“If the cow is getting in calf, and if she’s sound, there is no need to cull her,” he said. “I want to breed longevity in my herd.”

Mr Clark isn’t keen on breeding large cows, and feels some Angus breeders are chasing excessive carcase size.

“The trouble is, you need more feed just to maintain them,” he said. “I don’t want a massive cow. If they are smaller, it is easier to get them back in condition.”

Mr Clark is also very careful when selecting his commercial bulls to be sold, selling 18 last year.

Temperament and conformation are a must for his sale bulls.

“If I would keep them and use them as a bull, I’ll keep them,” he said. “I can’t afford to have anything with a bad temperament.”

He also doesn’t believe in buying a heifer bull.

“If they are smooth in the shoulder and good in the hips, they should be fine,” he said. “Everyone blames the bull for calving problems, but the cow is 70 per cent of the problem.

“I look at things completely the opposite to most people.”

Mr Clark also isn’t keen on feeding up bulls for sale.

“If they can’t survive on a commercial property, they are no good to me,” he said.

“You can’t take a bull out of a grain-fed situation and then put him in a paddock and expect him to perform the same.

“I’m only selling bulls to blokes every five to six years, because they aren’t having the breakdowns.

“You need to be able to buy a bull today and know that he will last. Longevity is really important in bulls and in cows.”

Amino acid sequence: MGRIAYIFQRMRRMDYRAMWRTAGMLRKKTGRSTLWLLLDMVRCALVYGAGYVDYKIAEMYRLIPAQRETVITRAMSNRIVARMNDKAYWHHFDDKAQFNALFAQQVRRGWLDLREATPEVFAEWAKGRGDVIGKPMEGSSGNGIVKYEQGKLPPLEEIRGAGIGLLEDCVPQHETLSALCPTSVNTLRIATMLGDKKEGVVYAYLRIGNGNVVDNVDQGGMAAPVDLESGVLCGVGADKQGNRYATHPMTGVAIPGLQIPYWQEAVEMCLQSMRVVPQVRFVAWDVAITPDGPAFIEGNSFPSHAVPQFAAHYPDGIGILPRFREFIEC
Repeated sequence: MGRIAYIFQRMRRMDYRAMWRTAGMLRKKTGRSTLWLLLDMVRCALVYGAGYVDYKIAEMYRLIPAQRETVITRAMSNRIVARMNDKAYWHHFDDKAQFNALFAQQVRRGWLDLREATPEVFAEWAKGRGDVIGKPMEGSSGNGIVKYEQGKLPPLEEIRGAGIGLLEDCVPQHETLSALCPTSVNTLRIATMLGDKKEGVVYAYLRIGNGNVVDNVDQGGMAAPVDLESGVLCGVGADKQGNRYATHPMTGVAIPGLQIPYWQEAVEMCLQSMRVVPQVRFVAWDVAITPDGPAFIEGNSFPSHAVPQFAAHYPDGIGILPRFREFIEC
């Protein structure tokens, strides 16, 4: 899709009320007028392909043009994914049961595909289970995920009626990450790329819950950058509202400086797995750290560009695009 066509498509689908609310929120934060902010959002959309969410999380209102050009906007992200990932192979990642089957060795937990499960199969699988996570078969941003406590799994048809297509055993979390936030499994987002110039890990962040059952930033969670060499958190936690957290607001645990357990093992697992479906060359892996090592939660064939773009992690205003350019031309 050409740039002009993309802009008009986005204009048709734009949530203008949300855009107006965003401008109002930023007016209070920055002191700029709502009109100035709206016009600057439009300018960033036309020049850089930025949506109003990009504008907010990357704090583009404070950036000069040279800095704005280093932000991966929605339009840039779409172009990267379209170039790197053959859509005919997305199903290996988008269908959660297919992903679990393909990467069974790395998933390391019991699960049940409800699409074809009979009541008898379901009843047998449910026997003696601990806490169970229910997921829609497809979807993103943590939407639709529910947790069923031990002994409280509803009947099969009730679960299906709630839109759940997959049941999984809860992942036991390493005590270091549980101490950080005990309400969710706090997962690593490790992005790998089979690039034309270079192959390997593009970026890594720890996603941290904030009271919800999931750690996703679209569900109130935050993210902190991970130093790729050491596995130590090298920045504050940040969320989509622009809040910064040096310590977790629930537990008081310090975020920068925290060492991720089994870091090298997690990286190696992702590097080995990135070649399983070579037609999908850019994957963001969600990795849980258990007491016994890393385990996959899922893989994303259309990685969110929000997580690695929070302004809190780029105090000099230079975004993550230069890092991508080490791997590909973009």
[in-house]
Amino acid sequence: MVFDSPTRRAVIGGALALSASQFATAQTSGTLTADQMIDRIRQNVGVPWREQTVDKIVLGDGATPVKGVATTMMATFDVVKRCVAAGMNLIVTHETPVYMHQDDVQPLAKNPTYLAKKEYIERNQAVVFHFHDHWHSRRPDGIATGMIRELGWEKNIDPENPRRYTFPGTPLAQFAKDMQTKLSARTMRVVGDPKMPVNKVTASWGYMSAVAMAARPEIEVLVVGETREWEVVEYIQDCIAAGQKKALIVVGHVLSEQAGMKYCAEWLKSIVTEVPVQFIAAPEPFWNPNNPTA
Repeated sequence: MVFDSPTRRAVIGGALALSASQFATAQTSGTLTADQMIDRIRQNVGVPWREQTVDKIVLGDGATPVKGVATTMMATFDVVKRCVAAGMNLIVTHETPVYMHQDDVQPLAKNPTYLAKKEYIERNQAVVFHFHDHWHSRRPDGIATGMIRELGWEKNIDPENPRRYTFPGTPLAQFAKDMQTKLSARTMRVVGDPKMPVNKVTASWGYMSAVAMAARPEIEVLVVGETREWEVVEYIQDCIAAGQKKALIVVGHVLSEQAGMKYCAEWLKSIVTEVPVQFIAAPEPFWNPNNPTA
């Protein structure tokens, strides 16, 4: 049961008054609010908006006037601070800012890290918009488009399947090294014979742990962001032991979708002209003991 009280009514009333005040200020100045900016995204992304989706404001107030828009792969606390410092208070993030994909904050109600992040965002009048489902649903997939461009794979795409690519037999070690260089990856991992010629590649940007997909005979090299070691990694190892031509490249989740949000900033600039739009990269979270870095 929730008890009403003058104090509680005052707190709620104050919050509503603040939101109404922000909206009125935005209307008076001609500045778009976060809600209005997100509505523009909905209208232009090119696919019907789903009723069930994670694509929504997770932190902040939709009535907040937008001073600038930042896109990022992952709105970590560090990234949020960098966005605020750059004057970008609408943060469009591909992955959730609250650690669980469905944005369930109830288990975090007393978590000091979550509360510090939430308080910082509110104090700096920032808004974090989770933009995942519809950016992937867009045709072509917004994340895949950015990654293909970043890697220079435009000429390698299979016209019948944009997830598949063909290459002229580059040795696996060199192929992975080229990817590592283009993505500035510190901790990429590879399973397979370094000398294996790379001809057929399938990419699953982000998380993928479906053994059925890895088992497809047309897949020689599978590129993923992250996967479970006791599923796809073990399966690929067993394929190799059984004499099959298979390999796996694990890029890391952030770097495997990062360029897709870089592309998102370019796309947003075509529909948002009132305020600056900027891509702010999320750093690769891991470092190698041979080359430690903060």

The Clark family have recently bought their bulls from Glengowan Angus, Newbridge, NSW.

Mr Clark said he had a traditional line of cows, much like those at Glengowan.

He said Glengowan also uses New Zealand sires, which he is interested in, making trips over the ditch to visit studs and using their genetics in his Artificial Insemination program.

“We just don’t want to go down the same track as everyone else,” he said.

“I like the fact that Glengowan isn’t chasing trends. They are doing their own thing.

“They aren’t driven by Estimated Breeding Values.”

Mr Clark has a philosophy for buying bulls, the same philosophy he uses when buying rams for his Appledore fine wool Merino stud, which joins between 1500 and 1800 ewes.

“With rams and bulls, we don’t look at how much it will cost to buy them, we look at how much it will cost us if we don’t,” he said.

“There is no point buying the same as what you have got – you’ve got to buy better than what you have got.”

Mr Clark has a good reason for being particular in the kind of cattle he produces.

As well as managing properties, he used to work in feedlots, so as he says, he had “the luxury of seeing both sides of the fence”.

And this is where his philosophy on breeding quality animals from the beginning comes from - an animal’s temperament and conformation are crucial.

“Good cattle are good cattle, regardless of breed,” he said.

“The biggest driver for feedlots is the conversion of feed into beef. If you can put in less kilos of feed, and get more kilos of beef, that’s more money for the feedlot.”